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Mating Calls: Does a Woman's Voice Hint at Ovulation during Her Menstrual Cycle?

Tim Boyer's picture

Past studies have suggested that a woman's menstrual cycle can affect her voice during ovulation as a mating call to men indicating that biologically her body is receptive to reproduction. These studies have focused on two phases during the menstrual cycle: high conception phase and low conception phase. Recent research, however, challenges the suggestion and looks at changes in a woman’s voice throughout the entire menstrual cycle phases as reported in a recent article published in the journal PLoS ONE.


In the world of frogs, it is typically only the male who gives out a mating call to the female. Females are generally limited to a reciprocation call or a ”release call,” which basically says, “Get off my back, I’m not receptive right now,” during the act of amplexus. Amplexus is the mating embrace of a frog or toad during which eggs are shed into the water just before a male releases his sperm into the water to fertilize the eggs. Male frogs, by the way, also have a release call that is vocalized when one male mistakenly commits amplexus with another male.

However, in Borneo there is one species of fanged frog named Rana blythii - in which the male lacks an advertisement call - consisting of females who have a male-like advertisement call. Studies of the female frog in this species revealed that the female advertisement call is a true female mating call associated with increased levels of sex hormones during her reproductive cycle.

While we cannot see into the mind of a frog, the general scientific consensus is that a female mating call is believed to be primarily a means of attracting males. However, another theory is that since the male of this species is aggressively territorial, the female may just be signaling ahead that a receptive female is entering his domain as opposed to an interloping male ready for a fight.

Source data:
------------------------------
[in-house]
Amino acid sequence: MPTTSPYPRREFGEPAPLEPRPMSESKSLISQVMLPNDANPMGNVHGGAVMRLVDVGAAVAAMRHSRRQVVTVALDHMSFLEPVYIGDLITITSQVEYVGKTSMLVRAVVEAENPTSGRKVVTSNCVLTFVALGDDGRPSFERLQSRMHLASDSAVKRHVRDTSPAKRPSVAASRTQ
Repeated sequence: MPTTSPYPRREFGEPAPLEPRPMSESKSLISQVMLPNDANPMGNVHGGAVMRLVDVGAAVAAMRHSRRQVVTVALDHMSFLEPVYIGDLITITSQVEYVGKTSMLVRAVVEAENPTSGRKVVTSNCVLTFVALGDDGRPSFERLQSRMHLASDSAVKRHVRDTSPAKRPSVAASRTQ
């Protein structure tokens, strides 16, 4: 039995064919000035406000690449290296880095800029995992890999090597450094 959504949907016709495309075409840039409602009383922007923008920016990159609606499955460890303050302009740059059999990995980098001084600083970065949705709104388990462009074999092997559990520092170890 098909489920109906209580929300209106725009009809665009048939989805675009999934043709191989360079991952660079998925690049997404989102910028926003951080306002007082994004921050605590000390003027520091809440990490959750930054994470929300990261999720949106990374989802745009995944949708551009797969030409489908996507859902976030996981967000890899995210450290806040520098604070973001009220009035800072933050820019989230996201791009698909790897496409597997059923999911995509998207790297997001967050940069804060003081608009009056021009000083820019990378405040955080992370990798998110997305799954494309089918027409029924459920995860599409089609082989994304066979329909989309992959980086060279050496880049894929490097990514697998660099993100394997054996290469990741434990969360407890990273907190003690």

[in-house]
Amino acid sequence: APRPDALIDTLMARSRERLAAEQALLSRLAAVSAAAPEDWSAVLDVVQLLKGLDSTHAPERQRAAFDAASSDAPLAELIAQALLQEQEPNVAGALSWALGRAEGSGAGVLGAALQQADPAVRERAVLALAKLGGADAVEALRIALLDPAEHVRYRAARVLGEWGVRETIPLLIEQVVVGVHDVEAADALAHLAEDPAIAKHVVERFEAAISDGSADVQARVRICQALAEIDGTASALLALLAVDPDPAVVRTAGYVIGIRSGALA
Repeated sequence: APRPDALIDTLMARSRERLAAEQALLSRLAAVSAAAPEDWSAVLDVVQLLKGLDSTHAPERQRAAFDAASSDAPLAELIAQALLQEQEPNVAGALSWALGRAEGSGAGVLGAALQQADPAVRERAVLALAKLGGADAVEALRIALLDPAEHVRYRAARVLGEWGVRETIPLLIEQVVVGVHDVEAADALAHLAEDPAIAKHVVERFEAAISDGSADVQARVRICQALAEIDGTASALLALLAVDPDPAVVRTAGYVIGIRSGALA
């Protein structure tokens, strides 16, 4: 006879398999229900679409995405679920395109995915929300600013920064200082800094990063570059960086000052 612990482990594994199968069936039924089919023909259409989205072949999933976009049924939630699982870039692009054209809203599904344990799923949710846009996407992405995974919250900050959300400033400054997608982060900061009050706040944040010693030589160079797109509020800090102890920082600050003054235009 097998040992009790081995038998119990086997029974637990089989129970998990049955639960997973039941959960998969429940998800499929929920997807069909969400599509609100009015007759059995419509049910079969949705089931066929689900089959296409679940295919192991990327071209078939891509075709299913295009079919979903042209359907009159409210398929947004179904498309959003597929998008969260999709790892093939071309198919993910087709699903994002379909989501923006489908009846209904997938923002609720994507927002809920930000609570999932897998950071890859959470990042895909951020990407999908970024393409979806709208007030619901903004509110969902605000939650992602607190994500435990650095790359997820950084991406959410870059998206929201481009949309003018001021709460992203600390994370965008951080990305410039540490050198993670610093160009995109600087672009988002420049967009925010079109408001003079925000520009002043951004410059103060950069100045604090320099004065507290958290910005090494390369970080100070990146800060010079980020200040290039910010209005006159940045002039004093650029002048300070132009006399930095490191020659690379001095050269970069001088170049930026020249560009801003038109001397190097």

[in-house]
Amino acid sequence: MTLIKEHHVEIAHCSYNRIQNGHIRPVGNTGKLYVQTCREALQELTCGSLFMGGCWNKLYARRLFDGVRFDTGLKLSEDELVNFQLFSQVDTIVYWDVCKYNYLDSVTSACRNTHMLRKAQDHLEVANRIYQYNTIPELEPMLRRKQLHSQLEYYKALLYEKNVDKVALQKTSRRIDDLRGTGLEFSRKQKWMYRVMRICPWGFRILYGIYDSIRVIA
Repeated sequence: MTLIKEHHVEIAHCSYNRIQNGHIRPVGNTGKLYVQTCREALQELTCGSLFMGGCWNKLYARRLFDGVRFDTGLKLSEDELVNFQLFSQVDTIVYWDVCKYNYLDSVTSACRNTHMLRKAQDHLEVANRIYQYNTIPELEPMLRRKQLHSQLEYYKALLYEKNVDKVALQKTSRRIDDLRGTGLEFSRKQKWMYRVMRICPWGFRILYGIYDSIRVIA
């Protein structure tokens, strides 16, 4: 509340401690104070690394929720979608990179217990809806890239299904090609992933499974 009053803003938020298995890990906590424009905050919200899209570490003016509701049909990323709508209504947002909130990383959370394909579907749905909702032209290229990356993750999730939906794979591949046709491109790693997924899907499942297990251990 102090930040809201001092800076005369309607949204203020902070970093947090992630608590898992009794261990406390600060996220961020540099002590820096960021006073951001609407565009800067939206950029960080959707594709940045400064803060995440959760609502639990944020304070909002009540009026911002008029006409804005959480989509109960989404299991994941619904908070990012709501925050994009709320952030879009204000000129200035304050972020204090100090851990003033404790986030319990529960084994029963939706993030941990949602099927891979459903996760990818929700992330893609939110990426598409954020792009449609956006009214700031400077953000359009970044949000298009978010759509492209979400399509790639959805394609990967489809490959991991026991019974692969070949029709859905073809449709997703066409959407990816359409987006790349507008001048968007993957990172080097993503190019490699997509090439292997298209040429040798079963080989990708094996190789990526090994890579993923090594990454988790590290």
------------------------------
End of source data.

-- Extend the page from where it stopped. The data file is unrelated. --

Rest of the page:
A little higher up the evolutionary ladder, however, the idea of women signaling men—consciously or not—their reproductive status has met some interesting studies. The more common studies have been about silent signals in the form of pheromones linked to changes in hormonal levels during a woman’s monthly cycle.

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In the PLoS ONE article, the authors are challenging the data from previous studies that suggest a woman’s voice also offers clues about where she is in her reproductive cycle. In particular, the time when her ovaries are about to release an egg or two.

In the study, the authors monitor the hormonal levels, measure and perform acoustic analysis of voice tone changes, and rank male perceptions toward the attractiveness of a woman’s voice throughout an entire cycle. What the researchers found was that a woman’s tone is highest during the pre-ovulatory phase and then lowers on the day of ovulation. Furthermore, the higher tone returns during the post-ovulatory phase, which makes tonal quality in a voice an unreliable indicator of ovulation.

What they did find, however, were significant changes in voice characteristics during the time of menstruation. They authors state that these changes were particularly in the noise-to-harmonic ratio (NHR) and degree of unvoiceness (DUV). In other words, the voices were more harsh than normal during menstruation—a short pause for private thoughts is permitted here.

And, when it came to when during a woman’s cycle that a man finds her voice to be “attractive,” their results showed a slight preference to pre-ovulation phase voices over ovulation phase voices.

The overall conclusion from the study is that there is no clear indication that a woman’s voice indicates when she is ovulating. Unless of course she calls you on the phone with a thermometer in her mouth, saying that she is ovulating, and asking you where you are right now. Then, the signal is pretty clear.

Source: “Do Women's Voices Provide Cues of the Likelihood of Ovulation? The Importance of Sampling Regime” PLoS ONE 6(9): e24490. doi:10.1371/journal.pone.0024490